Anyway good luck have a fantasic time.

At 7:19 am, August 26, 2006, Blogger Spider said...

Sorry here is my blog

At 7:26 am, August 26, 2006, Blogger Johanna said...

I am german and 64 and will follow your journey very closely. I wish you well and am full of envy for all the wonderful adventures you will have (hopefully only wonderful ones).

I hope, we will be able to participate a little like this.

Have a great time.


At 10:26 am, August 26, 2006, Blogger nzgeekgrrl said...


On the way, I'd suggest from being on the Trans Siberian railway, take some pictures of your home for people to look at, most people you'll meet will never ever get a chance to do what you are doing, and are really interested to see what your day to day life and environment are like. Wee things that don't take much space (like small coins and so on) are neat .. well, I'm a kiwi, and we have coins with local flora and fauna we can give away! Also, take some nibbles/coffee/tea/chocolate with you - hot water is easy, but when you feel hungry you may want to be able to stump up food on demand!
If you get a chance - check out Lake Baikal - Hovsgull down further (in Mongolia) is also absolutely amazing, but Baikal is huge, clean (or was a while ago) and one of the treasures of the world.
Have a fabulous trip :-)

At 12:24 pm, August 26, 2006, Blogger steve said...

Hi Babs

Fantastic trip! Totally support what you're doing. I've only recently found out how bad air travel is (why is this not widely publisised?)

I live in New Zealand so maybe I have to get used to travel by boat!

Have a wonderful time

At 5:49 pm, August 26, 2006, Blogger Robert van de Walle said...

One our own journey towards being more earth friendly, my family and I ended up living out of hotels and at friends' homes for about 5 weeks. We went from buying local food and preparing it in our kitchen and composting the scraps, living in our energy and resource efficient rental unit, to having to buy meals others had prepared, generating great amounts of waste we couldn't control, living in places without compost heaps or even recycling, let alone compact flourescents, and driving much more as we were off our public transit corridors.

I saw what a tremendous opportunity there is, for a "green" hotel/motel experience.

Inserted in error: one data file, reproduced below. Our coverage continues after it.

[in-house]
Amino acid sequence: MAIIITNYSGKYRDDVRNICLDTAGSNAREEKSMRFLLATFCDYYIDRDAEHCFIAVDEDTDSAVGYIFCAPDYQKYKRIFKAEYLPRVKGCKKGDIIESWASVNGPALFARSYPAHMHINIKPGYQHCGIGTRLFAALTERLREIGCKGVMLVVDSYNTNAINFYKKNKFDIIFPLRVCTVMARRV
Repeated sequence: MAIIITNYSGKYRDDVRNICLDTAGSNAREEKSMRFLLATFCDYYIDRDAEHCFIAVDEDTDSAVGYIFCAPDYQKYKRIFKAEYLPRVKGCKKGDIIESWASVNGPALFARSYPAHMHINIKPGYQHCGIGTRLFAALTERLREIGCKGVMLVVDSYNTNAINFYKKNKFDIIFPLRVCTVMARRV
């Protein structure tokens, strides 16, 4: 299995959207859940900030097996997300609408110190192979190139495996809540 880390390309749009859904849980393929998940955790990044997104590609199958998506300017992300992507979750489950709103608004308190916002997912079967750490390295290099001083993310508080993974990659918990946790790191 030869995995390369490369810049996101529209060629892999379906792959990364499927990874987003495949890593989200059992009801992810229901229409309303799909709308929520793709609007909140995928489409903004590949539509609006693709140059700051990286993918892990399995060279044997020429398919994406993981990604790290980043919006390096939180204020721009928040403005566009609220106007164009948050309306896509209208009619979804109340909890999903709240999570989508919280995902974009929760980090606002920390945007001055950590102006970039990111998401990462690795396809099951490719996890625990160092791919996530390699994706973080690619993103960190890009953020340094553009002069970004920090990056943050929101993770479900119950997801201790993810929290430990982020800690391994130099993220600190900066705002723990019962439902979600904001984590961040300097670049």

At 2:35 am, August 27, 2006, Blogger Marie said...

Six weeks! Not much time. A similar trip took me about six months. Maybe five, but I meandered a fair bit.
KOTO in Hanoi is a restaurant that trains street kids and disadvantaged kids to work in its restaurant. First time I went it was a sandwich shop, now it's a big restaurant. Maybe a bit pricey for Hanoi.

There are horse-drawn taxis in parts of Indonesia, but you're right to catch the ship in Singapore as it gets much harder to go from Indo to Oz than from Singapore to Oz. And public buses are everywhere, no need to take a private taxi. Follow local advice.

Good luck and take your time--at least once the wedding is over. The wedding is the hard part. Much easier to get on a bus in a foreign country or rest for a week on a freighter than people would have you believe.

At 6:06 pm, August 27, 2006, Blogger Liz said...

You rock, Babs. :)

You are thinking about the consequences of our seemingly small actions, and I salute you for that. We think nothing of hopping on a plane to go to another continent for a weekend. That kind of thinking really needs to stop, and we should begin reserving travel to far-off lands for special occasions, exactly as you're doing.
Safe travels!

At 4:16 pm, August 28, 2006, Blogger City Hippy said...


Think this a great idea, bound to be negative posters...what did Gandhi say:

First they laugh at you,
Then they get angry at you,
Then they fight you,
Then you win...

Will be following your trip...well done!



At 10:15 am, August 29, 2006, Blogger tanya said...

Hey Babs,

You are a star, what an adventure! take care and have loads of fun. Overland travel is so much more part of the whole travel thing. Plane journeys are so boring- it won't be long before we won't be able to rely on cheap flights anyway so we may as well get used to overland and sea travel and some fun with it.

When my daughter is a bit older i intend to take her abroad via boats and trains- so much
more interesting than cars and planes.

love Tanya

At 6:50 am, August 31, 2006, Blogger hae babi 123 said...

It's really gr8 wot ur doing, but it's a lil' expensive, and though u'll have been using less carbon dioxcide, you'll still be damaging the environment in 1 way or another... But I support u in wot ur doing as it's 4 a good cause.Just listen to ur heart, and u'll b fine. And i say GO FOR IT!!!!!!!!!!!!

At 9:24 am, September 02, 2006, Blogger Smallsy said...

I'd hate for you to get to Brisbane and find yourself at the wharf with no idea how to get to your destination. For a bit of forward planning visit

It'll give you the route and timings to navigate around Brisbane.

If you get to Perth (mind you it's a bloody long cycle) - try

At 9:29 am, September 02, 2006, Blogger Smallsy said...

It would be unfortuneate if you traveled all the way to Brisbane on a carbon shoestring budget only to be overwhelmed by baffling Australian public transport. Here are two websites that'll help travellers visting Brisbane and Perth navigate with ease. (brisvegas)

At 2:22 am, October 08, 2006, Blogger haebabi101 said...

It's really gr8 wot ur doin' 4 da environment. But ships csn use up quite a lot of energy...Neway if I were u I'd GO 4 IT!!!!!!!!!!!!!

At 9:55 am, October 27, 2006, Blogger ru said...

Babs Hi.
I think what you are doing is brilliant. Well done. I run a small carbon offset company called based near Tregaron. Don't worry this is not going to be a negative post! In our management plan for our forests we have tried really hard to address the problem that you mention of the CO2 flowing back to the atmosphere once the tree dies. We only grow hardwood trees which will be harvested for timber on maturity.If the wood is kept dry it can last for nundreds of years. I don't know if you are aware of it but trees are probably responsible for absorbing 20-25% of all human CO2 emissions. We desperately need more of them not less of them.
Have a brilliant trip.

Ru hartwell


Post a Comment

<< Home